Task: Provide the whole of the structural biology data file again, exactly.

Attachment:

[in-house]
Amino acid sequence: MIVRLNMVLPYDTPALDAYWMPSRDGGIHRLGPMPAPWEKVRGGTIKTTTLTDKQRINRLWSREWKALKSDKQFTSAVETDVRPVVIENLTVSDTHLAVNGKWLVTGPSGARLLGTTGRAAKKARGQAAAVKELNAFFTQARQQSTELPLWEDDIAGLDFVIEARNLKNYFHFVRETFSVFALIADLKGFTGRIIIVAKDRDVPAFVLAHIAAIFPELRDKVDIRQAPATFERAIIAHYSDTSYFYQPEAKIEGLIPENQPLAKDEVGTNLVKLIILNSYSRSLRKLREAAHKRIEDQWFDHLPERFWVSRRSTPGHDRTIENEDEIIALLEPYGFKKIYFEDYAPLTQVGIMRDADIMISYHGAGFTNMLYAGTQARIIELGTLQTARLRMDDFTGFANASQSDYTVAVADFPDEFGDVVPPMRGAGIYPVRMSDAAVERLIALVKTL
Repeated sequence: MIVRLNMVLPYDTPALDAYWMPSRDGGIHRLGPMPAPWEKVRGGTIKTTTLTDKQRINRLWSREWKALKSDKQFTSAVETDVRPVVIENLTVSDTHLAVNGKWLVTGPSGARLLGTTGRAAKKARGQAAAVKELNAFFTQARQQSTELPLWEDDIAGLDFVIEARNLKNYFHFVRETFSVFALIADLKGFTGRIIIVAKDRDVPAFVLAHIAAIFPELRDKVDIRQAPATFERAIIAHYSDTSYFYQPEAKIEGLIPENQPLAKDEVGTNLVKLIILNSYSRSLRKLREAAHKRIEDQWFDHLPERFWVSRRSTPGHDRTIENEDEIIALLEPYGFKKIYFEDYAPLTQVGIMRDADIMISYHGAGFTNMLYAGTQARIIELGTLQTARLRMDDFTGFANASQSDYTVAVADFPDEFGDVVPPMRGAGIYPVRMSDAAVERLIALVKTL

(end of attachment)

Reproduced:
[in-house]
Amino acid sequence: MIVRLNMVLPYDTPALDAYWMPSRDGGIHRLGPMPAPWEKVRGGTIKTTTLTDKQRINRLWSREWKALKSDKQFTSAVETDVRPVVIENLTVSDTHLAVNGKWLVTGPSGARLLGTTGRAAKKARGQAAAVKELNAFFTQARQQSTELPLWEDDIAGLDFVIEARNLKNYFHFVRETFSVFALIADLKGFTGRIIIVAKDRDVPAFVLAHIAAIFPELRDKVDIRQAPATFERAIIAHYSDTSYFYQPEAKIEGLIPENQPLAKDEVGTNLVKLIILNSYSRSLRKLREAAHKRIEDQWFDHLPERFWVSRRSTPGHDRTIENEDEIIALLEPYGFKKIYFEDYAPLTQVGIMRDADIMISYHGAGFTNMLYAGTQARIIELGTLQTARLRMDDFTGFANASQSDYTVAVADFPDEFGDVVPPMRGAGIYPVRMSDAAVERLIALVKTL
Repeated sequence: MIVRLNMVLPYDTPALDAYWMPSRDGGIHRLGPMPAPWEKVRGGTIKTTTLTDKQRINRLWSREWKALKSDKQFTSAVETDVRPVVIENLTVSDTHLAVNGKWLVTGPSGARLLGTTGRAAKKARGQAAAVKELNAFFTQARQQSTELPLWEDDIAGLDFVIEARNLKNYFHFVRETFSVFALIADLKGFTGRIIIVAKDRDVPAFVLAHIAAIFPELRDKVDIRQAPATFERAIIAHYSDTSYFYQPEAKIEGLIPENQPLAKDEVGTNLVKLIILNSYSRSLRKLREAAHKRIEDQWFDHLPERFWVSRRSTPGHDRTIENEDEIIALLEPYGFKKIYFEDYAPLTQVGIMRDADIMISYHGAGFTNMLYAGTQARIIELGTLQTARLRMDDFTGFANASQSDYTVAVADFPDEFGDVVPPMRGAGIYPVRMSDAAVERLIALVKTL